Aegaeon

Age

Written by: KW on 18/06/2018 20:36:20

Deathcore as a genre often gets a bad reputation for being repetitive and creatively bankrupt, and while I can definitely agree with this sentiment when it comes to some of the bigger names in the genre (you can try and guess who I’m having a dig at here), it seems some bands do still try to push the boundaries of what the genre can be. This new Aegaeon album entitled “Age” is a prime example of this. A bold concept album in scope and sound, this 42-minute mammoth definitely offers some of the most unique-sounding deathcore I have heard in years, providing a challenging piece of balls-to-the-wall heavy music that only really started to open up to me properly after multiple play-throughs. Aegaeon, from Denver, CO, hadn’t released a full-length album in 7 years before this one and was one of those bands I had always been meaning to check out, but for whatever reason never did. Well, I am happy I did so with this new release, as it definitely ranks high in this year’s list of metal releases. However, it should be noted that if you’re looking for straight-to-the-point deathcore bangers, this is not where you’ll find it.

The reason I state this is because there isn’t really any total standout tracks for me; none of them really sound like single material. I would describe the tracks more so as pieces or movements of a bigger whole. This might sound like a negative point, but rest assured, it’s really not. Instead, the album kind of demands to be enjoyed from start to finish with no interruptions, and it is pretty clear to me that this is exactly what the band planned from the start (they have even stated so themselves). Like a score to a movie, the album flows effortlessly between various intensity levels. And it is not completely random that I mentioned movie soundtracks. You see, “Age” kind of sounds like what the “Interstellar” or “Blade Runner” soundtracks would have sounded like if Aegaeon had somehow gotten the gig of writing their deathcore take on it, instead of having Hans Zimmer at the helm of that job. While it does contain a lot of chugging, which is basically a staple in the genre, it is made all the more interesting through the huge ambient atmospheres and futuristic synths that are a major focus in their sound. And don’t worry, there are some extremely fast blast beat sections and tremolo picking here and there as well, though they are more scarce than what you would normally hear on a deathcore record. The band isn’t afraid of putting long rests in the music either, to really build the tension and the mental picture of floating through the incomprehensibly massive, empty void that is space, and this was definitely one of the returning major feelings this album evoked. But it also changes in mood about halfway through, from the darker, brooding sound of “Encounter” and “Ruination” (whose start/stop riffing is extremely entertaining), to a more somber, mellow and almost uplifting ending section including “Metamorphosis”, which is also my favourite track alongside the album-closer “Age”, in which the last 2 minutes are absolutely beautiful and chilling, as a single female choir voice wraps it all up perfectly. I think some deathcore fans might be turned off by these aforementioned, long-winding ambient passages, yet I think it’s a welcome, interesting sound that actually amplifies the heaviness when the brutal sections properly kick in.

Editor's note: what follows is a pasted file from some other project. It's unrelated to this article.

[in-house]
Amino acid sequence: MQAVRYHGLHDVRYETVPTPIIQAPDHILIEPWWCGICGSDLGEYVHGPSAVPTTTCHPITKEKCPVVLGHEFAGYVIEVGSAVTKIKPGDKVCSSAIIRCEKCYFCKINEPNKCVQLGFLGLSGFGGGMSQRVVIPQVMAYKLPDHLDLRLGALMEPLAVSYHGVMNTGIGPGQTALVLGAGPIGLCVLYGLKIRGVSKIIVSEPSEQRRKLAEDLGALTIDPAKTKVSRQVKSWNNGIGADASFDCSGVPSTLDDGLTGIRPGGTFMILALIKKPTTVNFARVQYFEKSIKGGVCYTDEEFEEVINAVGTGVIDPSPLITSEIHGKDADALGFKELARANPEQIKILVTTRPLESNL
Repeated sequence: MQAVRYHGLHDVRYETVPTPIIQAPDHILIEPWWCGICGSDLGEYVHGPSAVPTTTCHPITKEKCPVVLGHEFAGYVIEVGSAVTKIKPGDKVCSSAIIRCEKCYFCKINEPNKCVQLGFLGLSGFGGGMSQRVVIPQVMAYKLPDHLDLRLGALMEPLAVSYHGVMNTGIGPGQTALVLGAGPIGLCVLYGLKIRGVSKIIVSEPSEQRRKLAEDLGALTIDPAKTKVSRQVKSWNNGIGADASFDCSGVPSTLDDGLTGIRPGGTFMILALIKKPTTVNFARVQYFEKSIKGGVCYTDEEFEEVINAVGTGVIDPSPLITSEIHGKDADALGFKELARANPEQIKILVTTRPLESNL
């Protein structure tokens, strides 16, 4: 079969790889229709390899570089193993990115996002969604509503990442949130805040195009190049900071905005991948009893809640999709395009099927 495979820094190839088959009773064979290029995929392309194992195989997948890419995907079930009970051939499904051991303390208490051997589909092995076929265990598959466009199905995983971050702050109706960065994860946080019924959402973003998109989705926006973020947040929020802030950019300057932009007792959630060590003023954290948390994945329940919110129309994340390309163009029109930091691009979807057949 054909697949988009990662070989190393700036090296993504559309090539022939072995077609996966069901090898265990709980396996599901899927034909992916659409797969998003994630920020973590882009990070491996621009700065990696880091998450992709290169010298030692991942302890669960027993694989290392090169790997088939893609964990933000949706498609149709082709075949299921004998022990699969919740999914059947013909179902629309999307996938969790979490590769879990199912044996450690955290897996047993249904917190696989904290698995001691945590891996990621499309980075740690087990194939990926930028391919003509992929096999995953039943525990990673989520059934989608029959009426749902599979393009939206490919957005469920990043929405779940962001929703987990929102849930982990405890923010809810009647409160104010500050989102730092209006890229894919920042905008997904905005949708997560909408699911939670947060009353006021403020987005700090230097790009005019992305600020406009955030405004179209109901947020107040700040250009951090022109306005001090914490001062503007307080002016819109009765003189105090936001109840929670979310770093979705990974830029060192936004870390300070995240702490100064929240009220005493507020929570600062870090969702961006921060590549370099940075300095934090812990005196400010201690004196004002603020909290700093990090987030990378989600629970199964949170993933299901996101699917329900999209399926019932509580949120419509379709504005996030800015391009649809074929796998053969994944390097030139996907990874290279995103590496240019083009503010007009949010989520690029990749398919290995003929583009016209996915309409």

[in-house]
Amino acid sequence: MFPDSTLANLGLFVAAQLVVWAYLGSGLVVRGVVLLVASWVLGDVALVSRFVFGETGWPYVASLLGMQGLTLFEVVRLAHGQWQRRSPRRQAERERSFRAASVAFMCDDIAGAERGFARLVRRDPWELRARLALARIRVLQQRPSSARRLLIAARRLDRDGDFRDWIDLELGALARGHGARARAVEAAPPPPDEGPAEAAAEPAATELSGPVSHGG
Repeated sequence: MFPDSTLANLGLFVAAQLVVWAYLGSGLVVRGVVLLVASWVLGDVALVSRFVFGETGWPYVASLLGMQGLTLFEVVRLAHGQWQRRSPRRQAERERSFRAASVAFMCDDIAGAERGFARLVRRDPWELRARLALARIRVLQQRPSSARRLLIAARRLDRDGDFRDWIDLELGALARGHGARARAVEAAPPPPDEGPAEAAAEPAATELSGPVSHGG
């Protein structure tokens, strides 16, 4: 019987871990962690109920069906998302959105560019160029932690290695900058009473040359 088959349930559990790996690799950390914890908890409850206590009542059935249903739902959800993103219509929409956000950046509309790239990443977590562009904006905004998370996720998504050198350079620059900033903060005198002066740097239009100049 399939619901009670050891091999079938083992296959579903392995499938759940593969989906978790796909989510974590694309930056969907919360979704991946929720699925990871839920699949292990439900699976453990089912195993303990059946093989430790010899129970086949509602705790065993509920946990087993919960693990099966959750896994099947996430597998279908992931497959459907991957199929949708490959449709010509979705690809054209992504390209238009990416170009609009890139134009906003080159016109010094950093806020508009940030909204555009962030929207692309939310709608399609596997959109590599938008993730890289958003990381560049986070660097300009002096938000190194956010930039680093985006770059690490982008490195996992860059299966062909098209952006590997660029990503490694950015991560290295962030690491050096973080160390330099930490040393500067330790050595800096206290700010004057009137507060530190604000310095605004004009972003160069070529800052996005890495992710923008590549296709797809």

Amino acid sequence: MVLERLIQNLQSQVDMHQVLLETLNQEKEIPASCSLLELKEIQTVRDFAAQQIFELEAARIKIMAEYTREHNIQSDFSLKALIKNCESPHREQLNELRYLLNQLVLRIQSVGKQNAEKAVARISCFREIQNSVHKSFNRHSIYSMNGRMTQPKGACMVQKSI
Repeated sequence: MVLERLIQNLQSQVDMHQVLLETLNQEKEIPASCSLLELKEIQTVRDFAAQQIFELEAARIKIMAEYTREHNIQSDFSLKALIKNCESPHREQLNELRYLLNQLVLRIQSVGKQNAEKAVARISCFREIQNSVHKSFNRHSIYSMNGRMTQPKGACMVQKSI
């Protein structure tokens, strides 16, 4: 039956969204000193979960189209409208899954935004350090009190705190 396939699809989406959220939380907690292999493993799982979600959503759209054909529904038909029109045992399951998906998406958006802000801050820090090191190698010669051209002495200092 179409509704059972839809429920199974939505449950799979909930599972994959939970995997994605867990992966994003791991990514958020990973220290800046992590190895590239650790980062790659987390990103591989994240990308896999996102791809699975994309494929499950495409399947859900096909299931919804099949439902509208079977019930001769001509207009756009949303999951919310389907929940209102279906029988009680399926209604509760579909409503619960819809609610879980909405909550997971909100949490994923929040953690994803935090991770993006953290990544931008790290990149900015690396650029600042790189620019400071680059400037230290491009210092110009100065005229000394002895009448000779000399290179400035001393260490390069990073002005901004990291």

Some aspects of the sound did not sit well with me straight away though. The vocals are brutal, low pitched and very raw, yet could also be classified as being somewhat monotone, as the pitch very rarely changes. Also the drum sound was overpowering to me at first; it is almost ridiculously punchy and the complete opposite of organic sounding. Yet at some point it all just started to click. The vocals make it so there’s is more focus on the music as a whole rather than on some impressive frontman with a massive range, and the over-the-top production makes sense with the theme and overall sound direction the band decided to take. I probably would have preferred the vocals a bit more varied in the end, but I still believe they are enjoyable for what they are, even if I have noticed them being a deal breaker for some people online. To me they are far from a deal breaker, as this is simply just a fantastic and thoroughly creative release in a genre that isn’t always that exciting. I’d love to see where the band could push this particular sound in the future and hopefully it won’t take another 7 years before that happens.

Download: Ruination, Metamorphosis, Life, Age
For the fans of: Fallujah, Kardashev, Thy Art Is Murder
Listen: Facebook

Release date 09.06.2018
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